The Best X-Ray Systems for Cath and EP Labs

 

In the Cath lab, time is valuable. The faster the clinical team can diagnose and treat a blockage the better the patient’s outcomes will be. It’s for this reason that the X-Ray is the most critical piece of equipment in the Cath lab. There are 4 main suppliers of X-Ray systems for Cath and EP labs. They are:

  • GE

  • Philips

  • Siemens

  • Canon

Each has their own perks and quirks, but all are great systems. Here’s an overview of the top 4 systems for Cath and EP labs:

GE Innova IGS 5

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The GE Innova IGS 5 is a single plane X-ray system designed with Cath and EP labs in mind. It can be used for oncology and neuro interventions as well. It’s available in various detector configurations:

  • 8.1 inches across

  • 12.2 inches across

  • 16.1 inches across

This flexibility allows hospitals to optimize their labs, as they only need to pay for the size of equipment they need. The offset C-arm is another unique feature, allowing for better access to the patients head for anesthesia and nursing as well as reducing the amount of gantry movement needed to scan from head to groin. The system comes with GE’s proprietary gantry positioning system, known as InnovaSense, which helps move the detector in the optimum position relative to the patient, increasing image quality and reducing radiation exposure.

Philips Azurion 7 C20 & F20

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The Philips Azurion 7 series is a single plane X-ray system designed for both non-invasive and open procedures, making it a great fit for hybrid rooms. It features Philips Live Image Guidance systems, such as their StentBoost and EmboGuide, which support clinical workflow and make cases run smoothly. The system comes equipped with a 20” detector, measured from corner to corner.

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The system comes with Philips KVM solution, called FlexSpot, allowing for consolidation of the displays in the control room on to one (or two) 27inch display. The Philips Azurion 7 can be mounted on the floor (the F20) or the ceiling (the C20), which is a nice option for labs looking to reduce the footprint of the system.


Siemens Artis zee

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The Siemens Artis zee system has 4 configurations: The floor mounted single plane, the ceiling mounted single plane, the ceiling mounted dual plane and the robotic arm mounted single plane zeego. The systems can be configured with one of two detectors:

  • 20 x 20 inch (28 across)

  • 30 x 40 inch (50 across)

The Artis zee ceiling mounted system can hold projection on a particular region during gantry movements using Siemens InFocus and IsoTilt technology. This system is well suited for Cath labs that see a high percentage of peripheral cases due to its full body coverage.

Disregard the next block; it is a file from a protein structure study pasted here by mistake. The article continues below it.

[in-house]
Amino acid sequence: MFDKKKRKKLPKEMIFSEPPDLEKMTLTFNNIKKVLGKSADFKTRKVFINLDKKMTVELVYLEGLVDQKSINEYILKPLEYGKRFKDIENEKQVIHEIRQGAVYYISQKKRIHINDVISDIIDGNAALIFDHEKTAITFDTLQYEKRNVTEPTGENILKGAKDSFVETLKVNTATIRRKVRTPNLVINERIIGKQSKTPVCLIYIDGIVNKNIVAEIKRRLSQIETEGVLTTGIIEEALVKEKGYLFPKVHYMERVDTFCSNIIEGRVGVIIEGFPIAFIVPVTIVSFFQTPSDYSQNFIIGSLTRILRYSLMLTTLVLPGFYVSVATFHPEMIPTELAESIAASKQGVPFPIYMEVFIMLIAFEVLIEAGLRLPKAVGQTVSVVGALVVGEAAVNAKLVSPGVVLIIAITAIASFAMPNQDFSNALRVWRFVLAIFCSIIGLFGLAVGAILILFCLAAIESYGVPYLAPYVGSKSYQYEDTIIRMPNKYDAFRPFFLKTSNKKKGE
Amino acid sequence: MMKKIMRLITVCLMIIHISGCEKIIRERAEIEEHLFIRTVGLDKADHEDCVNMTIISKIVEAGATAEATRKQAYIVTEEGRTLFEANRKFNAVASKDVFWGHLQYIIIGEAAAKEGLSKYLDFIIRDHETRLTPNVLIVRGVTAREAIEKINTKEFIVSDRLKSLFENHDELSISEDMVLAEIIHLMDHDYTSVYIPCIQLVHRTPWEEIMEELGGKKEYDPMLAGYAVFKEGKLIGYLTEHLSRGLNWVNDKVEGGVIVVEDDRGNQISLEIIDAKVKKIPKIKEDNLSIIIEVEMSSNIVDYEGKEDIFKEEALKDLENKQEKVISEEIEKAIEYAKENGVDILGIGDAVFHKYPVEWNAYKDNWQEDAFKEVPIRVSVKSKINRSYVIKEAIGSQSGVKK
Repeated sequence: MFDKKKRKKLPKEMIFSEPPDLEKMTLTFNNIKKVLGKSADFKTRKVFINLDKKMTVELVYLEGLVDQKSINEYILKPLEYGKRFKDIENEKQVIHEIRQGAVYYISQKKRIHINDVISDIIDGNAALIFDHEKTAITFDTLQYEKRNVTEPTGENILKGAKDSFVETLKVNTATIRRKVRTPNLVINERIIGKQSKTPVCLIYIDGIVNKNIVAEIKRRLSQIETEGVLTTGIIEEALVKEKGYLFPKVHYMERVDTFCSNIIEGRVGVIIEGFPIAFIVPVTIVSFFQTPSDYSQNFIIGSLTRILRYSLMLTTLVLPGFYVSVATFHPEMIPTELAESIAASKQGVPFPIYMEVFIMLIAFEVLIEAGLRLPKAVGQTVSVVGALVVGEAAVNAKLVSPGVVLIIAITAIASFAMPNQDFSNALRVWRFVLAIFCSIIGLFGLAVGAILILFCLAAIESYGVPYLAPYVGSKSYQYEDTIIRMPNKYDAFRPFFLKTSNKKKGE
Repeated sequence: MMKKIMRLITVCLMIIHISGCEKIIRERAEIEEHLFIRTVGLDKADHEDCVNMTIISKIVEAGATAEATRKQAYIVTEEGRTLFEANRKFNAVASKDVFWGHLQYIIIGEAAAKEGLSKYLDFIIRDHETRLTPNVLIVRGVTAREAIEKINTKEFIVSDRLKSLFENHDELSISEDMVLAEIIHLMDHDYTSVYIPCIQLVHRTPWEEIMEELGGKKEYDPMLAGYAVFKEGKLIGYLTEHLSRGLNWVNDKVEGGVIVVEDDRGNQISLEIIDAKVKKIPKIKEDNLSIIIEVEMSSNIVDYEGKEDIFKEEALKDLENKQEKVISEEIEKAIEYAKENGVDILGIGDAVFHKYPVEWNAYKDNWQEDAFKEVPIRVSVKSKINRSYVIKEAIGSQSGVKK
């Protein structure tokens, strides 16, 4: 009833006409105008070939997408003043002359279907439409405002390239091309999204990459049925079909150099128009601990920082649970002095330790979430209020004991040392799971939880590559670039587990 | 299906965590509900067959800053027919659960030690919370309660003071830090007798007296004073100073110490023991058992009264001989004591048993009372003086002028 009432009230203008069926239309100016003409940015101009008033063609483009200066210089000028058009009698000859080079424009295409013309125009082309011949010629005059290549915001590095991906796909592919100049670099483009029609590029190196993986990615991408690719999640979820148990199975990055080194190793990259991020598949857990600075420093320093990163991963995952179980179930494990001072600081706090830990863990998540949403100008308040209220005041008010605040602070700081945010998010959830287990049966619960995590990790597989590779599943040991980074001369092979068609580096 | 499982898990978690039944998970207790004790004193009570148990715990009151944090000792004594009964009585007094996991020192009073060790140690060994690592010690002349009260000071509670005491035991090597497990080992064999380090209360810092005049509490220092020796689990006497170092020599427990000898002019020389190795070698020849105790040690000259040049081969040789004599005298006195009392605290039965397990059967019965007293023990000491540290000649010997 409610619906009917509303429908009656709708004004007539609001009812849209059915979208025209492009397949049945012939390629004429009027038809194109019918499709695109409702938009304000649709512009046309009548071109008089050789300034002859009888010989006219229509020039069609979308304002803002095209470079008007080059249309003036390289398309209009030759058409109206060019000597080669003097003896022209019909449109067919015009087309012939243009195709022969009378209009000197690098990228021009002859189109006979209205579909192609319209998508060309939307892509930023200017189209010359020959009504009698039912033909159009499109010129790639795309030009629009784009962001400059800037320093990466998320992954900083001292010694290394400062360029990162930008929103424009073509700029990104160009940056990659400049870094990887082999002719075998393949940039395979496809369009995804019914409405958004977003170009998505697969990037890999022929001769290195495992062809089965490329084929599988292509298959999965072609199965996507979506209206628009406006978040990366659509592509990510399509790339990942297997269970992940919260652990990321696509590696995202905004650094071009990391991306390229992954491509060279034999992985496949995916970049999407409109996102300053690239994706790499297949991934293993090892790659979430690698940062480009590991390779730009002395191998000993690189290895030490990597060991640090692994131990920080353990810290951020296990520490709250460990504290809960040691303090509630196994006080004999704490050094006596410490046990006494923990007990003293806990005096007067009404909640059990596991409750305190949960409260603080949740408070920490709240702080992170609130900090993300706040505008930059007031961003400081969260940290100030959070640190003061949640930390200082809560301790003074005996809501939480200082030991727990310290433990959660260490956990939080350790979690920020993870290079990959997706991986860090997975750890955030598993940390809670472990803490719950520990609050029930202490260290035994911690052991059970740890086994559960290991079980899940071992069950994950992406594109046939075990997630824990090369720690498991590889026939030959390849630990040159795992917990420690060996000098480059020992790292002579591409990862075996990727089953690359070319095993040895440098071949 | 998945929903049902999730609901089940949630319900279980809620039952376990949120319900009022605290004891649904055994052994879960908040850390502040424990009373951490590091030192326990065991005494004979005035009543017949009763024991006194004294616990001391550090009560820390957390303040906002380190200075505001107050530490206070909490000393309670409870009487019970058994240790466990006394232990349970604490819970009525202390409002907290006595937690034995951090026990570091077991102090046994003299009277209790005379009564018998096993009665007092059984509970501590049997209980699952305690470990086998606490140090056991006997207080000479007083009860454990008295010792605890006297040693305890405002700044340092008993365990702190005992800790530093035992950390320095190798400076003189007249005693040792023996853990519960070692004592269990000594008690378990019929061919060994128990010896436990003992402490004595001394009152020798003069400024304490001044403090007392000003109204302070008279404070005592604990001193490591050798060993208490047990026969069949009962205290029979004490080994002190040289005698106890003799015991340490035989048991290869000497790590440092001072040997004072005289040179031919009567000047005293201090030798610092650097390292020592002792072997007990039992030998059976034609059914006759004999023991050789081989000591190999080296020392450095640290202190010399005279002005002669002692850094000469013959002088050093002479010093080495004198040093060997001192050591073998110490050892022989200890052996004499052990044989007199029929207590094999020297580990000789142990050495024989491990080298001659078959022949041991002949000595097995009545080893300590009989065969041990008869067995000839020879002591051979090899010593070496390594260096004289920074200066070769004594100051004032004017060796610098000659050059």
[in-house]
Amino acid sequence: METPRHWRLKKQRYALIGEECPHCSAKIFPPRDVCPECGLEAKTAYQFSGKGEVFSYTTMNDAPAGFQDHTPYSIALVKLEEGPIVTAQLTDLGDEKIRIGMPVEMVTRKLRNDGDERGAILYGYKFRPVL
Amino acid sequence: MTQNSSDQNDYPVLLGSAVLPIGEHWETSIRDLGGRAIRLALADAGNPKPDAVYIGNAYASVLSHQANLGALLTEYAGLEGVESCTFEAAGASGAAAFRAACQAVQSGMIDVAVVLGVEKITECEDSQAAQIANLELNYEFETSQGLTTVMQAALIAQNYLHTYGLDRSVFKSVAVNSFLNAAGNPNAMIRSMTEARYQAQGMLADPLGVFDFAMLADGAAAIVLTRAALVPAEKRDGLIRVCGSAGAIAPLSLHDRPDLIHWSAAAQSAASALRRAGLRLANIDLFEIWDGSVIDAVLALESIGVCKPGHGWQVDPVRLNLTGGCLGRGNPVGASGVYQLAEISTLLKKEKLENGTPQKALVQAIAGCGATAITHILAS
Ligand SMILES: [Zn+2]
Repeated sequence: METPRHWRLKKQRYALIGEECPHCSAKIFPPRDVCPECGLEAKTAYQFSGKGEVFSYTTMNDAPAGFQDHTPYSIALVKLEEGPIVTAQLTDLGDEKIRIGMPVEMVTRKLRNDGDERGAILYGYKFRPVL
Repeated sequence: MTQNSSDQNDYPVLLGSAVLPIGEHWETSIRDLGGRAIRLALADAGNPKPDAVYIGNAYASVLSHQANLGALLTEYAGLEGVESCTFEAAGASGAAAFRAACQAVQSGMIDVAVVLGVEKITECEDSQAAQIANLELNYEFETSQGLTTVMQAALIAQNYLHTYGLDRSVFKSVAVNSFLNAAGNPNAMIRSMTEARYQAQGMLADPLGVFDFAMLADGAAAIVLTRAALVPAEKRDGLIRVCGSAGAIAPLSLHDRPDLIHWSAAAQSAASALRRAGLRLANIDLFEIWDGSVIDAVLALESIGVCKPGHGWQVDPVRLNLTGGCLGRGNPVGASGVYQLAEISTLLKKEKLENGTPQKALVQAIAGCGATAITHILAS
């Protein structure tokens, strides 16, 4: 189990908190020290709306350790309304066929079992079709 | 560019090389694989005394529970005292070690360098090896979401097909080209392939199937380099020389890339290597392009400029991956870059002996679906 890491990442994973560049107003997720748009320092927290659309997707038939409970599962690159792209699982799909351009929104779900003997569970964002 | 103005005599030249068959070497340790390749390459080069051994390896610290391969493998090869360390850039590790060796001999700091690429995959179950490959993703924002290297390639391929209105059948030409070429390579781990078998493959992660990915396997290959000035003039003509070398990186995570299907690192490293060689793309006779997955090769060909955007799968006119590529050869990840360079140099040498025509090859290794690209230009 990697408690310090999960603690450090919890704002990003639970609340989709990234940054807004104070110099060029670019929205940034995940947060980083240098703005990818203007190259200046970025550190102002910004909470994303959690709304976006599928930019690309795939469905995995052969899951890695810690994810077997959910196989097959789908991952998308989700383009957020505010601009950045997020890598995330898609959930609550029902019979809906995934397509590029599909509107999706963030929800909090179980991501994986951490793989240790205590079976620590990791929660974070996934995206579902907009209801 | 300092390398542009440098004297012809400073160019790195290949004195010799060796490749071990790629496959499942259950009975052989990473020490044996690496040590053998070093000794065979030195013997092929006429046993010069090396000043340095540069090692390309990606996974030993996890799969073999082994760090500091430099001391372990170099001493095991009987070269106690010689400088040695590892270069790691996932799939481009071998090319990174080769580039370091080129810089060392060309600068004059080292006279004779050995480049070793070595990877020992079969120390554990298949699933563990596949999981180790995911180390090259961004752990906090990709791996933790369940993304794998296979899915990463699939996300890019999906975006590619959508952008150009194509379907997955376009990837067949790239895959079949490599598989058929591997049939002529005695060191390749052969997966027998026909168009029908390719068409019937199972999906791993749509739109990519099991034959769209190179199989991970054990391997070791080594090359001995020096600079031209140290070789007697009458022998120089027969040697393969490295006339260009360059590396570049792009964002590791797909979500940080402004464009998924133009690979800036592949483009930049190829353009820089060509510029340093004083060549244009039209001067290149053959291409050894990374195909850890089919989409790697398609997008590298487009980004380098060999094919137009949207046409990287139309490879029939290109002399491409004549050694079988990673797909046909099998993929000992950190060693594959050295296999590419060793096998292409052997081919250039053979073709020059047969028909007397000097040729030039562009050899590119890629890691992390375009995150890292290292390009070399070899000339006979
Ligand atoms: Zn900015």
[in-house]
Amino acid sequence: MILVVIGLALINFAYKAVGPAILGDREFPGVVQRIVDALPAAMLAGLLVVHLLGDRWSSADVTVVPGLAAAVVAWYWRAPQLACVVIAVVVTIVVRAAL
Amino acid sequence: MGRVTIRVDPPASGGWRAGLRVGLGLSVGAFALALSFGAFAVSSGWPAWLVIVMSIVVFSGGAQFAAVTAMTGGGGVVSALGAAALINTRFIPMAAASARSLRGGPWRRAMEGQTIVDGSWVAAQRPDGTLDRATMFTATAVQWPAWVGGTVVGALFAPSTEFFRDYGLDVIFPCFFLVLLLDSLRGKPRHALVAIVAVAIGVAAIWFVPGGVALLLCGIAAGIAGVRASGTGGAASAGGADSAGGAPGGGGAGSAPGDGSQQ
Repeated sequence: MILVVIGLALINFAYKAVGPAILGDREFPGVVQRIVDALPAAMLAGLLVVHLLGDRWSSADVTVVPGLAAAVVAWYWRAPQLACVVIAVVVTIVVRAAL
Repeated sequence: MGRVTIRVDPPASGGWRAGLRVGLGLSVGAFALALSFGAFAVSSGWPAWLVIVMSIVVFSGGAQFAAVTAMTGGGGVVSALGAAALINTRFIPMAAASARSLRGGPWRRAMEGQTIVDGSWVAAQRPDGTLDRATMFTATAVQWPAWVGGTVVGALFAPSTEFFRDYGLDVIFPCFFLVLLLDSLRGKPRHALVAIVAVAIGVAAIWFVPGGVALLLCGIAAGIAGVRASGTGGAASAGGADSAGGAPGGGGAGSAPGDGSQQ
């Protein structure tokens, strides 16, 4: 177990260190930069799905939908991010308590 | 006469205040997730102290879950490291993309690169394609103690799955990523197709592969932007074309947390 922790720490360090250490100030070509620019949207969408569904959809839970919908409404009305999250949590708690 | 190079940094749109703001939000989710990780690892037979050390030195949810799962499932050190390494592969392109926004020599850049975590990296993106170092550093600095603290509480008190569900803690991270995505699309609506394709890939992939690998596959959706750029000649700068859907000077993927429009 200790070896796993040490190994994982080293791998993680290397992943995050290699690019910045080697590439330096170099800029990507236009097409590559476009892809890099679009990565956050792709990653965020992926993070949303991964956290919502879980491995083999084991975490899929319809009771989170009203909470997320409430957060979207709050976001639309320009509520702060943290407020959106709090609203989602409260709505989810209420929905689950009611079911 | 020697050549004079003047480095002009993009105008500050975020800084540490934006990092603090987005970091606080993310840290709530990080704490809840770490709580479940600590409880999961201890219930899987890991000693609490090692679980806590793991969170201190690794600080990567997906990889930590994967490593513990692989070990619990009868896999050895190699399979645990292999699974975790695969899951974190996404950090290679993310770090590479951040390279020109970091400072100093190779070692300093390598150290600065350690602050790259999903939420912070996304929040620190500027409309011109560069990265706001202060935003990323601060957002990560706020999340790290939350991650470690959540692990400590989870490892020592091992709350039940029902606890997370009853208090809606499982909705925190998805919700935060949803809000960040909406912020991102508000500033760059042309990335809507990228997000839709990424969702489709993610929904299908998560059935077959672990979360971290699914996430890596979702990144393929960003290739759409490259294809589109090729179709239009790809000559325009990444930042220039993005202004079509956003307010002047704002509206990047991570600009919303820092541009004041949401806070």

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A benefit to robotic arm mounted zeego is that it can be swung up and out of the way when not in use, allowing better access to the patient and optimization of infection control in hybrid operating rooms. The Siemens Artis zee can also be paired with the Stereotaxis NIOBE, allowing for superb guide wire and catheter steering support.




Canon Infinix

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The Canon Infinix comes in 7 different configurations, from the budget friendly floor mounted Infinix Core+ all the way up to the Infinix-i 4D CT, which includes a CT scanner. For Cath labs the Infinix-i Core + and the Infinix-i Sky + are both great options, the Core being the floor mounted and the Sky being the ceiling mounted. They are available with the following detector choices:

  • 8 x 8 inch (11” across)

  • 12 x 12 inch (17” across)

  • 12 x 16 inch (20” across)

The Sky + has 210 degrees of mobility and can travel at 80 degrees/sec around the patient, allowing for fast acquisitions that can be used to gather 3D images through digital subtraction angiography (DSA).

Closing Thoughts

Whether you’re constructing a new lab or updating an older lab, these 4 manufacturers all have options that work well. Which you choose will likely depend on what system your medical team is most comfortable with, what price you can negotiate and what features are necessary for your lab. When looking to upgrade an old room it’s worth doing a cost benefit analysis to ensure that upgrading is the most economical solution. Often times we hear hospitals are looking to upgrade because, after a new lab is constructed, the older labs see less use as the doctors prefer the larger display on the new system. In those cases we recommend extending the useful life of the lab via a large video retrofit upgrade, where the multiple monitors are replaced with a large display and the control room monitors are consolidated with a KVM. Doing this retrofit provides much of the benefits of a new system without the price tag of a new x-ray system. For more information about how to advance your interventional lab contact us.





















 
Jake Thayer